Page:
Some Swarm clients may be vulnerable to a kernel issue, which leads to a spontaneous change in CPU clock source from the TSC to HPET clock for some CPUs under some circumstances. All operations in the kernel such as process scheduling interrupts depend on the clock source. TSC is the most accurate clock and falling back to HPET causes the operating system instability. The issue is described in a kernel bug filing here and applies only to some kernel versions and some Intel CPUs. Further details have been tracked in Jira under SWAR-9055.
Swarm versions from 10.0 onward are impacted by this issue. Swarm 14.1.0 and later builds allow a kernel option work-around that mitigates the issue, described below.
Symptoms of the issue include highly degraded performance, abnormally long mount times, and histogram tails over 7 seconds. Dmesg output may contain lines like “clocksource: Switched to clocksource hpet".
To check whether a particular CPU is impacted, find the CPU model name dmesg dumps, or hwinfo dumps. Look up the CPU on the Intel web site. Once you are on the page, search for “lake”. If that is present, then mitigation is needed. Note that a very large number of CPU types require mitigation.
Example 1: Intel(R) Xeon(R) Silver 4216 links to here. The page mentions “Products formerly Cascade Lake”. This CPU requires mitigation.
Example 2: Intel(R) Xeon(R) CPU E5-2650 v2 links to here. No mention of “lake”. This CPU does not require mitigation.
With Swarm 14.1.0 and future releases where this issue is a concern, the build attempts an automatic discovery of vulnerable CPUs. A CRITICAL message is issued soon after boot if found and not mitigated by the work-around (described next): “This chassis needs a clocksource boot parameter to address the Skylake performance vulnerability (Intel Skylake/Lewisburg/Purley). Contact support." Swarm 15.2 improves this detection.
Mitigation via CSN, SCS, or PXE Boot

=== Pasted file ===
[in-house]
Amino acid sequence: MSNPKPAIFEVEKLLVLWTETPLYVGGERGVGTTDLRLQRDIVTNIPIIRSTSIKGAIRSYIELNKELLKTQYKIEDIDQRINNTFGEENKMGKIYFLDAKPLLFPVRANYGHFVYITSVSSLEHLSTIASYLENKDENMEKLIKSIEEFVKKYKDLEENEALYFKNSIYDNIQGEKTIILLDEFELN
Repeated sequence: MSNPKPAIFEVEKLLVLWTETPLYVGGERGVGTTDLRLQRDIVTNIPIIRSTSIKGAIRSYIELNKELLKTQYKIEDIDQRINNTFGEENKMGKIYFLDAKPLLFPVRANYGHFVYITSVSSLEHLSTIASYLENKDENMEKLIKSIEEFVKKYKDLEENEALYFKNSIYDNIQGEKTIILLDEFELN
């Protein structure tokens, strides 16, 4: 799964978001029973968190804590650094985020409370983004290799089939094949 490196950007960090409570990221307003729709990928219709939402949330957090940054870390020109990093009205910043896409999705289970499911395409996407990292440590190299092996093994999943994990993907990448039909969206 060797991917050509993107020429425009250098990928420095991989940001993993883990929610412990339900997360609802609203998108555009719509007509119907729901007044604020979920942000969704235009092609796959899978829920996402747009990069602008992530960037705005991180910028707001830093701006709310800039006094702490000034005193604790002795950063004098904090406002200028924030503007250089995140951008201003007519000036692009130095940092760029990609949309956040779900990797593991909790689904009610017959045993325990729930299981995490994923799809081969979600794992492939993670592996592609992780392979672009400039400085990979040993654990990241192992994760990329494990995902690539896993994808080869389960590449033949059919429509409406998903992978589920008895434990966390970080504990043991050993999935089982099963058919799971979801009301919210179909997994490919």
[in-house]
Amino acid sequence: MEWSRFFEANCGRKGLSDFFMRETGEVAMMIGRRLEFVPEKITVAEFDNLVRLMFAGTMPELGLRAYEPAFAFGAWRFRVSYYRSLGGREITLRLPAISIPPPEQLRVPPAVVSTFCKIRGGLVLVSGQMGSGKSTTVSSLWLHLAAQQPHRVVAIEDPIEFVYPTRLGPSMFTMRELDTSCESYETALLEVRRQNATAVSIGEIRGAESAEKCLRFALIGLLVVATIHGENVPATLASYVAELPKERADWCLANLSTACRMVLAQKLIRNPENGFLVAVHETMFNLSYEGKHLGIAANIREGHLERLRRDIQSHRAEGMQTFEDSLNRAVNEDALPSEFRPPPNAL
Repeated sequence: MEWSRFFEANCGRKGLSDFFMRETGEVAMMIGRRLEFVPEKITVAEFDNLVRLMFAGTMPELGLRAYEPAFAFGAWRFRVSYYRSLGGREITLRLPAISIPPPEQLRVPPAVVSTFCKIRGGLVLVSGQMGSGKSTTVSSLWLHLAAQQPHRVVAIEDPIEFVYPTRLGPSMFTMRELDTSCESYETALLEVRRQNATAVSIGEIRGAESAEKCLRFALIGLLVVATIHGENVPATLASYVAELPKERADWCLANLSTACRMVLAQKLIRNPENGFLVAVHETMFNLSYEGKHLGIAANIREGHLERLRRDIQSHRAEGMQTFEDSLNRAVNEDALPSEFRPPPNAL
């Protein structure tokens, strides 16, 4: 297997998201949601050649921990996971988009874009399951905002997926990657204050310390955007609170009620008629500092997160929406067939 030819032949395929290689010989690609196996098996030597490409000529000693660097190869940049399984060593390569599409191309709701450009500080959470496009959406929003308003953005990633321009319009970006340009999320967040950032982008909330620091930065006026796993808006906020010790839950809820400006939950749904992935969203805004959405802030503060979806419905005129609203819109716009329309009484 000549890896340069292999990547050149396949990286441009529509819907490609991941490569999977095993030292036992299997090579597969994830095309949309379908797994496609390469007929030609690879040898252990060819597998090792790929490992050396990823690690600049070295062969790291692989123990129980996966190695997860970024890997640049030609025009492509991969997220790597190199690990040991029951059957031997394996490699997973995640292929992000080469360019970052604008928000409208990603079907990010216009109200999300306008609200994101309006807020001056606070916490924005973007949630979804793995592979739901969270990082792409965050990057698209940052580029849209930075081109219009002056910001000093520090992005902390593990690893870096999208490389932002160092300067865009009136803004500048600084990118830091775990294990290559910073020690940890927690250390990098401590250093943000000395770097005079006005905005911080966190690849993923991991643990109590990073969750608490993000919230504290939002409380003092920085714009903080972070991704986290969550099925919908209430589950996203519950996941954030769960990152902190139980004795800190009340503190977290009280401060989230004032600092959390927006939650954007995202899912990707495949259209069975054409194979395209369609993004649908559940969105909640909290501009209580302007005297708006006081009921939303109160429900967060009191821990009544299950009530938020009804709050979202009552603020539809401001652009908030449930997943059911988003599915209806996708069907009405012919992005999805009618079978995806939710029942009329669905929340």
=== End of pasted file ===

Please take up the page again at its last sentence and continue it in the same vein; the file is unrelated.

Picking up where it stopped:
A kernel boot parameter “clocksource.max_cswd_read_retries=50" must be applied in the cluster boot environment, either in the CSN, SCS, or other PXE boot server to work-around this issue. This option can go after the bonding mode parameter. The above CRITICAL message does not appear once this kernel option is applied. The CPUs should behave close to normally with the work-around.
Run the following so any kernel arguments already in place are not accidentally removed:
scsctl network_boot config show kernel.extraArgs -d
The following SCS command changes the kernel boot options setting:
scsctl network_boot config set kernel.extraArgs=clocksource.max_cswd_read_retries=50 -d
A restart of the swarm-platform service is required in order for the changes to take effect:
systemctl restart swarm-platform
Edit /etc/caringo/netboot/netboot.cfg on the CSN and add the above boot parameter to the kernelOptions setting. An example below shows how the config file looks with the new argument in addition to an already present argument:
Restart netboot on the CSN with: service netboot restart. Lastly, restart the swarm storage nodes one at a time. Since this is a modification to a kernel boot parameter it only takes effect early in the boot sequence.
Modify syslinux.cfg if USB boot method is used. Example before and after:
append initrd=fsimage ramdisk_size=128000 root=/dev/ram0
append initrd=fsimage ramdisk_size=128000 root=/dev/ram0 clocksource.max_cswd_read_retries=50